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An interesting and unusual concept. When coming to the end of their life individuals can sign up for the army – no not an earth-bound army of geriatrics, but an army, newly rejuvenated, defending colonies in the galaxy from the predations of many races whose prime objective is to massacre (and possibly eat) colonists who are occupying planets they want. (It seems that humanity hasn’t actually discovered any peaceful alien species.) The Colonial Defence Force gets young, fit soldiers with mature minds. When it comes to looking age-related illness and death in the face these good citizens of America (I don’t think any other country’s individuals are mentioned) overturn their pacifist beliefs and take a leap of faith. And leap of faith it is, because though they know there’s a rejuvenation process, they don’t know what it is or how it works, and they don’t know what horrors they’re going to be facing out there. It turns out things are way more extreme than they ever imagined, both in terms of their bodies, and in terms of the likely death rate amongst recruits.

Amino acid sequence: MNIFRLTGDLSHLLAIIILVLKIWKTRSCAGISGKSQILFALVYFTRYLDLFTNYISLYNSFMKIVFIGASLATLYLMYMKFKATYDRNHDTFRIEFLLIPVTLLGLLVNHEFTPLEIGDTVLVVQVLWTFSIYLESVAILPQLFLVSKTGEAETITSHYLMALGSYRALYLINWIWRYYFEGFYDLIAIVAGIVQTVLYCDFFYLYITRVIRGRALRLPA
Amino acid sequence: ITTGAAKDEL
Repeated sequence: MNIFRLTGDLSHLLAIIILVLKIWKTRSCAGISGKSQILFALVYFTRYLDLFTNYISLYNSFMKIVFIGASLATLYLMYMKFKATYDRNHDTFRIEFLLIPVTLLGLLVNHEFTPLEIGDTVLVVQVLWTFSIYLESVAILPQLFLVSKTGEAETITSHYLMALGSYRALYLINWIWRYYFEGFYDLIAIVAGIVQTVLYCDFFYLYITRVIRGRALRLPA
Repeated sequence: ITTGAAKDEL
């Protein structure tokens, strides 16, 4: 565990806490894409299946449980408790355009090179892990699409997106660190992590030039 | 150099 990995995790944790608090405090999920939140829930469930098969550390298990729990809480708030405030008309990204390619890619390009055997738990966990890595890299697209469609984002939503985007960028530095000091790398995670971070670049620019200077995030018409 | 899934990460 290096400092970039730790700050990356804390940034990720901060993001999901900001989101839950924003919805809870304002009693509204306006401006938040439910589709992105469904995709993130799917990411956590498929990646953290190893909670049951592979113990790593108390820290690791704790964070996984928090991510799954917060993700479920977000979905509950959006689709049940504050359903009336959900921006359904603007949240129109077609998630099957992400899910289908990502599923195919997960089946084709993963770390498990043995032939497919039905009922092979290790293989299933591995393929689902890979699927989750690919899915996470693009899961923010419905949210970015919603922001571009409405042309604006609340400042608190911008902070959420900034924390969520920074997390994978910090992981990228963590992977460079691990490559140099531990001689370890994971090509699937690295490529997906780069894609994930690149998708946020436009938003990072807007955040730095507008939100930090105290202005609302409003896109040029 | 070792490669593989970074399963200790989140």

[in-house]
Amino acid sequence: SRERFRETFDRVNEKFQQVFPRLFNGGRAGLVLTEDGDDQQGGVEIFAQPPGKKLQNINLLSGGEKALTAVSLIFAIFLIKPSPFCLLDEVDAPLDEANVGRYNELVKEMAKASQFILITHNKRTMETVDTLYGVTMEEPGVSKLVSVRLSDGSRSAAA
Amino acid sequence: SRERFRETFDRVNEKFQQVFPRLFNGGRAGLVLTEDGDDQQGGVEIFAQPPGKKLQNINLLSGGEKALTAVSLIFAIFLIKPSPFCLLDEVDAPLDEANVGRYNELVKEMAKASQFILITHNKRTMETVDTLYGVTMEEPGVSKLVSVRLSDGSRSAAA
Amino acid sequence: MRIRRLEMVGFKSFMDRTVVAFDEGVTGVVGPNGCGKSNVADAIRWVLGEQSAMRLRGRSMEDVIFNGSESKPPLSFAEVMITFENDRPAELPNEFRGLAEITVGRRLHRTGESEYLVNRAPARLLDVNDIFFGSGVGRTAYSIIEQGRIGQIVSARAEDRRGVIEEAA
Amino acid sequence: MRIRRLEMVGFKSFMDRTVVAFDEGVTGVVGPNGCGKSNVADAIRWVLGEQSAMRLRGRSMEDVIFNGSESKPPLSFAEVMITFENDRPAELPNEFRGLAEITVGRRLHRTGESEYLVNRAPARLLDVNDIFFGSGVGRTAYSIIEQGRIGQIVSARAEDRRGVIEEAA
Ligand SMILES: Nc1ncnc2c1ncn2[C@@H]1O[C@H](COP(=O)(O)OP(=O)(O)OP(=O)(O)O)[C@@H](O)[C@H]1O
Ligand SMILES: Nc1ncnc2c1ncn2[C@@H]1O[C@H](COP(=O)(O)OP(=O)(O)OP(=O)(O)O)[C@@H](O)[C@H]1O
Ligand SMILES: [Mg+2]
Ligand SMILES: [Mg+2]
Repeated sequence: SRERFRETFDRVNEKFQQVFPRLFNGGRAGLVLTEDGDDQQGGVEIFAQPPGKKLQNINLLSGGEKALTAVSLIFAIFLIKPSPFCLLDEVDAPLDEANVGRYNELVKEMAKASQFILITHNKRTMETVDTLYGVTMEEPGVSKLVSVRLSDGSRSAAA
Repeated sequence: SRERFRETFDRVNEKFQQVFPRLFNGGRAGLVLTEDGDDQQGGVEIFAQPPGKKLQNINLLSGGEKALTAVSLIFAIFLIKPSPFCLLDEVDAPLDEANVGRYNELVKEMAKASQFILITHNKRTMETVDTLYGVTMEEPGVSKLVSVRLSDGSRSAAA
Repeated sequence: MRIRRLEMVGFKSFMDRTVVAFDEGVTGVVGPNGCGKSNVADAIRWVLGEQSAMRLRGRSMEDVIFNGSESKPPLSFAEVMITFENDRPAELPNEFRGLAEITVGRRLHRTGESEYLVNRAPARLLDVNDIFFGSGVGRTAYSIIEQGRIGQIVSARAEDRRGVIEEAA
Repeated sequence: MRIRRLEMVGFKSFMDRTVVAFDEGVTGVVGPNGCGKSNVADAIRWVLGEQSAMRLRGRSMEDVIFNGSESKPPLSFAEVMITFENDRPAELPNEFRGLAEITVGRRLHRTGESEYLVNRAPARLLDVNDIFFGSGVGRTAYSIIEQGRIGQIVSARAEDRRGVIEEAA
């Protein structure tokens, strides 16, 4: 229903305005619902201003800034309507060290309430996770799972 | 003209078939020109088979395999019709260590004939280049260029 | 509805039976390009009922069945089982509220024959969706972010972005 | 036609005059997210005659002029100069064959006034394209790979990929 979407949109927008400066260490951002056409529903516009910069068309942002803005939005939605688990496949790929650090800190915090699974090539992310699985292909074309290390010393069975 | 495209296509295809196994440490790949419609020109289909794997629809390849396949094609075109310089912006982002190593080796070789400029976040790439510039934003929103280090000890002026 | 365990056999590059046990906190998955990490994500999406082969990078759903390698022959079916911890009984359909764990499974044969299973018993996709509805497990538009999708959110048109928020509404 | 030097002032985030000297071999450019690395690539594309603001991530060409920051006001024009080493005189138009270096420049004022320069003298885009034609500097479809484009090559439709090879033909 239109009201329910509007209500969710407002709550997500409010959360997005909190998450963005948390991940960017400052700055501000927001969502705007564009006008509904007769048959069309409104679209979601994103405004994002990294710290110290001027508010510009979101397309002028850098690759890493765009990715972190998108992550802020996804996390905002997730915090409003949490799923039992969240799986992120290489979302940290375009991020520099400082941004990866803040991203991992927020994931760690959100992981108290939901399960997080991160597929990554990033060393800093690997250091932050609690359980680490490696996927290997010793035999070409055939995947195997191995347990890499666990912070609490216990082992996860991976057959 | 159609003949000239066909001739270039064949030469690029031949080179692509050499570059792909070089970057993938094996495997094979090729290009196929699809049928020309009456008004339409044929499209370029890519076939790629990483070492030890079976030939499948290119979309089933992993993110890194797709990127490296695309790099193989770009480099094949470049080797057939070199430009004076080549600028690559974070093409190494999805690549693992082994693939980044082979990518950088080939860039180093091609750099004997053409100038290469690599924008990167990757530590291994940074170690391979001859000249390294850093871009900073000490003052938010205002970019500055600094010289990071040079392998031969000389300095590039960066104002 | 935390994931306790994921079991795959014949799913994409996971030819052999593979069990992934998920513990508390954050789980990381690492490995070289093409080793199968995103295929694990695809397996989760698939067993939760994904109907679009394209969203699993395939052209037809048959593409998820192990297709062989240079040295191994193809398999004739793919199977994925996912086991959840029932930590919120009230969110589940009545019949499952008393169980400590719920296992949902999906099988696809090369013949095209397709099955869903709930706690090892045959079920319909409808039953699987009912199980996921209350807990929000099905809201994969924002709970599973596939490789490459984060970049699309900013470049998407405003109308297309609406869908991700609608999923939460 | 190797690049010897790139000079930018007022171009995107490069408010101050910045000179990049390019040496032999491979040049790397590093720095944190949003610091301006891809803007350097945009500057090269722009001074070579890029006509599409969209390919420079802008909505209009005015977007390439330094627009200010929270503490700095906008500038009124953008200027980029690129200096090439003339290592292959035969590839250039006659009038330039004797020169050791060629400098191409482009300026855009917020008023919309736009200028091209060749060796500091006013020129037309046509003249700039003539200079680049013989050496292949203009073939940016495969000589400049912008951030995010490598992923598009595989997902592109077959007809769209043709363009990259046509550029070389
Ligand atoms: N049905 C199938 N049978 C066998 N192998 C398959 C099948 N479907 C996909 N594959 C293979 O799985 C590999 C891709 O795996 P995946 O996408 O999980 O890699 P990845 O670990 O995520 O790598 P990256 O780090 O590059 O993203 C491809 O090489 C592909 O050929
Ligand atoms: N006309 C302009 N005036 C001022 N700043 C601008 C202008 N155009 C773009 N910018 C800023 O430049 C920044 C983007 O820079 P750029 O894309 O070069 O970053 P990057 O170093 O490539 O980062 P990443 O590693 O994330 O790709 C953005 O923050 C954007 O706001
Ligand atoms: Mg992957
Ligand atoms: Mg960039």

John Perry and his wife sign up at the age of sixty-five for service ten years hence. His wife, unfortunately, drops dead with no warning, so John, a few years later, goes off alone, knowing that he’ll never see earth again. If he survives he’ll be given a homestead on a colony planet. On board the transport he meets up with a bunch of similar individuals and they bond, calling themselves the Old Farts. But they don’t stay old for long. The reality of their rejuvenation is stranger than they could have imagined. They are mostly split up, but they keep in touch and a series of skirmishes against enemy aliens takes the lives of some of them. Things get even stranger when John is injured and sees his wife in the rescue party…

I really enjoyed reading this though I did wonder about the logic of it all, especially when the rationale for the Ghost Brigades came into play. Why did they need all those mature minds when eighty percent of them were likely to die? As it turned out John Perry’s mature mind comes in handy and he’s a likeable main character. The pacing is great. It’s a real page-turner. I heartily recommend this despite my old fart misgivings about the logic of old people abandoning the beliefs of a lifetime to go to war against aliens.

March 2019